Although substantial progress has been made on understanding the mechanism of HIV-1 entry into cells, much less is known about the process of virus transmission in vivo. What structural and functional properties of the viral Env protein differentiate the transmitted virus from other variants and facilitate transmission across mucosal surfaces? In this application, we propose to characterize genetically and biologically HIV-1 virus populations isolated from both the donor and recipient immediately following a transmission event in a unique cohort of discordant couples in Zambia. These studies will provide a unique opportunity to investigate the virologic determinants of heterosexual transmission specified by the variable regions of gp120 in biologically relevant viral envelope genes using samples from a large, well-characterized discordant couple cohort that represents the predominant subtype (C) of HIV-1 worldwide. Our hypothesis is that the extreme genetic bottleneck that we have observed, which appears to select for viruses with more compact, neutralization sensitive envelope glycoproteins selects for a virus, which has biological properties that confer unique advantages for transmission and establishment of infection. Partners in concordantly positive couples, particularly those where both are infected by different viruses, are at high risk for superinfection and subsequent virus recombination. We hypothesize that risk of superinfection will depend on virus diversity, will be enhanced by acute infection in one partner, will reflect an inability to immunologically defend against the incoming virus, and that studies of these events will inform on the breadth of protection conferred by immunity to natural infection. For these studies we will follow prospectively, in both Rwanda and Zambia, both partners of couples where we have documented infection of the seronegative partner by a genetically unrelated virus from that in their spouse and monitor for superinfection. Specifically we will: 1. Determine which biological properties of subtype C newly transmitted variants could facilitate establishment of infection in a new host and correlate these with structural features of Env that characterize these isolates, 2. Determine whether a genetic bottleneck occurs in the genital compartment of subtype C infected donor partners or if there is a biological restriction of the transmitted virus population in the genital compartment of the recipients, and 3. Determine the frequency, kinetics and the virologic and immunologic ramifications of HIV superinfection in both partners following acute/early infection. The results of the proposed studies, which are aimed at characterizing the biological properties of newly infecting HIV-1, the origin of the genetic bottleneck observed in acutely infected individuals, and the details and consequences of HIV-1 superinfection, will enhance our understanding of the heterosexual transmission process and will yield novel information that is critical to the design and testing of globally effective vaccine candidates.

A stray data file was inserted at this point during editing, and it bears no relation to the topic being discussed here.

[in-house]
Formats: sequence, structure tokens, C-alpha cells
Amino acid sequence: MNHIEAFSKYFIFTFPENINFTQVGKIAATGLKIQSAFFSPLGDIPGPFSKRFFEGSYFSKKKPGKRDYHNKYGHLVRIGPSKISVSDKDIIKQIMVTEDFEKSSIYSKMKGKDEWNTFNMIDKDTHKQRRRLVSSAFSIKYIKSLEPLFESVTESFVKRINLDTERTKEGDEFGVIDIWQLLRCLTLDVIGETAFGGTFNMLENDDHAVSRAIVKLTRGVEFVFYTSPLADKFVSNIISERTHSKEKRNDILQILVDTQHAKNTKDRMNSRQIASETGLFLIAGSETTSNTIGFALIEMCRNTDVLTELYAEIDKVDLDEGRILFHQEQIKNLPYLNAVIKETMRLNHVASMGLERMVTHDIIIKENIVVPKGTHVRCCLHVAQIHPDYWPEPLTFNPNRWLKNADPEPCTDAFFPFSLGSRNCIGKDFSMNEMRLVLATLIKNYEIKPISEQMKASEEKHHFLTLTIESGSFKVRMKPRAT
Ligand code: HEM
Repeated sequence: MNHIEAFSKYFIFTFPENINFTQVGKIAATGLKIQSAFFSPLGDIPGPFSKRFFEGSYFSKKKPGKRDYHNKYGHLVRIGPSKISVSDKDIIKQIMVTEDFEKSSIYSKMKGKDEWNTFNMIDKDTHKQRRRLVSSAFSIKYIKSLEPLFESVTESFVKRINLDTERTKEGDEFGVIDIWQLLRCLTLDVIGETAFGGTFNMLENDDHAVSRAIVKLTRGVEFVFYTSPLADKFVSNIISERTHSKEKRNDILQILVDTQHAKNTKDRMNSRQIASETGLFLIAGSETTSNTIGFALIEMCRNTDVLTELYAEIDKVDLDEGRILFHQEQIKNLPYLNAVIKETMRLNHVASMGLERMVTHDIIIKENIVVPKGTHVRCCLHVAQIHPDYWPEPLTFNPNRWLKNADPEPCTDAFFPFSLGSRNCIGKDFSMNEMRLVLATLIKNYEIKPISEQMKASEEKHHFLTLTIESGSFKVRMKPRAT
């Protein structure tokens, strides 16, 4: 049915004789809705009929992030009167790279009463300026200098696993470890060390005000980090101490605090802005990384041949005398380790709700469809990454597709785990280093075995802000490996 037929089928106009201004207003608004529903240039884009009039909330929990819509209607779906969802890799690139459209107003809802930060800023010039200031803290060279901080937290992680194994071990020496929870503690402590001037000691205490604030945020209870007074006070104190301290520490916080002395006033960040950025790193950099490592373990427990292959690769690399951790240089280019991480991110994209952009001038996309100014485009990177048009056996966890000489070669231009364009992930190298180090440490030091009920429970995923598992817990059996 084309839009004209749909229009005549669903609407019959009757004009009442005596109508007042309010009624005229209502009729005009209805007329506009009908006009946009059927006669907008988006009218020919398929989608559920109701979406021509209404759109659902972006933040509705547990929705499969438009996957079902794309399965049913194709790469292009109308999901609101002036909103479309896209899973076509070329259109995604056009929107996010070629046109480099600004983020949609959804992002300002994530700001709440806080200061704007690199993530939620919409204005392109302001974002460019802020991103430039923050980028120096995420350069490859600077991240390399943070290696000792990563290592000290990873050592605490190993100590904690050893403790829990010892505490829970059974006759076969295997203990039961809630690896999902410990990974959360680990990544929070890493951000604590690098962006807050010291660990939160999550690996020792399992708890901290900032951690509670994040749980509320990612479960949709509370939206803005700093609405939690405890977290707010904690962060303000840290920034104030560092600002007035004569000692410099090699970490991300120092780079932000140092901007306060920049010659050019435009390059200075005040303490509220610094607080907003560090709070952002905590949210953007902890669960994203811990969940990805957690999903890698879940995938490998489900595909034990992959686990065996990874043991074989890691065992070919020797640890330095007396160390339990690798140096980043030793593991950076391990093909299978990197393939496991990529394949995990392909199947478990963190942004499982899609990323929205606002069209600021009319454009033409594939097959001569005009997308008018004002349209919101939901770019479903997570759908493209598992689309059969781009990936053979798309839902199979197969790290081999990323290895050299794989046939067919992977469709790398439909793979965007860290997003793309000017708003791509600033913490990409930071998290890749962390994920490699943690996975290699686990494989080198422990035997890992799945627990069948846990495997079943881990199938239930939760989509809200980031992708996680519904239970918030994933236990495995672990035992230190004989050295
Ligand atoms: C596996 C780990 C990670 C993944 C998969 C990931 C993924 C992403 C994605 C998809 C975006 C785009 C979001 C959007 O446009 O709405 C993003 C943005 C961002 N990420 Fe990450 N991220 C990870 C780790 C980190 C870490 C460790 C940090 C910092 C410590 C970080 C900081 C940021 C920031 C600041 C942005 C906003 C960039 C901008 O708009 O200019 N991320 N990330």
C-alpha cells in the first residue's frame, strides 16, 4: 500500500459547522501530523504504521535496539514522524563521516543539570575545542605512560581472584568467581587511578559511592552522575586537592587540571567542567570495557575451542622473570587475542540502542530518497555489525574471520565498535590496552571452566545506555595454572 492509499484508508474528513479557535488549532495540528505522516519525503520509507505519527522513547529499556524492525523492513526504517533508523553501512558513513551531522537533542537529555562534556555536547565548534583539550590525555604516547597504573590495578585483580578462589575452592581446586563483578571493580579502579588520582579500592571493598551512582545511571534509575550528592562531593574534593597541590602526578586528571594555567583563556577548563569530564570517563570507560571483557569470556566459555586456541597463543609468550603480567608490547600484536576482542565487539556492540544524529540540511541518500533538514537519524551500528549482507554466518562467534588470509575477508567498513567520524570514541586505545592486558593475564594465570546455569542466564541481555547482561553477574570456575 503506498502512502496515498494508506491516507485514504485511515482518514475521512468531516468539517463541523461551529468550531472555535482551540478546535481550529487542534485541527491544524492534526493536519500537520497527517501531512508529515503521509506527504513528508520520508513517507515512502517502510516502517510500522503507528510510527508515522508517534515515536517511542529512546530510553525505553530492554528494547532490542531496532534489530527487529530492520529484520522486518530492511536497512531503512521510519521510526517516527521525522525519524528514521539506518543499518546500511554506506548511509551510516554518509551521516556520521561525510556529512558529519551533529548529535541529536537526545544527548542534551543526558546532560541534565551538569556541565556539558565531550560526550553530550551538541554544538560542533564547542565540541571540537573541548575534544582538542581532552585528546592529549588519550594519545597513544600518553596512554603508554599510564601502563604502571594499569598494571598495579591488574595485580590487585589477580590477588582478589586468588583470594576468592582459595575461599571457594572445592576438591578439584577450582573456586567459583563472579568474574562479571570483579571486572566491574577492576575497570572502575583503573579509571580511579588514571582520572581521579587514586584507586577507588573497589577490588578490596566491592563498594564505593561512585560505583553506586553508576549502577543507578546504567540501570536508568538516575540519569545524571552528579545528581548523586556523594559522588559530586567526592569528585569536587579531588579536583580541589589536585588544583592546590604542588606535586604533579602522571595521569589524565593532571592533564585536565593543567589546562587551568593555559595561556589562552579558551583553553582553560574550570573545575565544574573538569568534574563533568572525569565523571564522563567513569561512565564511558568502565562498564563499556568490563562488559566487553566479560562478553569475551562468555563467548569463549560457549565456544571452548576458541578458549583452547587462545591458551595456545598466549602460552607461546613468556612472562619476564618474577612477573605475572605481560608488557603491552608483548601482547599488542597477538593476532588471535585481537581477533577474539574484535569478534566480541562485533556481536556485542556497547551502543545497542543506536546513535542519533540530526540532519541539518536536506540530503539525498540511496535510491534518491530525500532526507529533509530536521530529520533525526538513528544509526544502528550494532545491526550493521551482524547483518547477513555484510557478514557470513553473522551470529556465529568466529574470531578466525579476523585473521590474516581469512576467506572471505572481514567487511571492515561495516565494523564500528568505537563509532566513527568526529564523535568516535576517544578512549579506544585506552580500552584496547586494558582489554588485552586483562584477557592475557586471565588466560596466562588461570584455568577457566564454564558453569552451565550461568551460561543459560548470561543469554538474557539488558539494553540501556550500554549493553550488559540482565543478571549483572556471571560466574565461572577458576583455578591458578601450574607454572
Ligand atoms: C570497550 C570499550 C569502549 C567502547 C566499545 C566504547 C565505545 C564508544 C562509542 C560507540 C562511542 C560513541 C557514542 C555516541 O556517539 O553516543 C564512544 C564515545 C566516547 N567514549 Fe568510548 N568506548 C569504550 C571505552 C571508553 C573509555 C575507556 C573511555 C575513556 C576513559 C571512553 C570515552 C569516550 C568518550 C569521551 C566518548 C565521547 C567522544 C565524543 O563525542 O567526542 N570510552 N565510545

National Institute of Health (NIH)
National Institute of Allergy and Infectious Diseases (NIAID)
Method to Extend Research in Time (MERIT) Award (R37)
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AIDS Molecular and Cellular Biology Study Section (AMCB)
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Sharma, Opendra K
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Emory University
Schools of Medicine
United States
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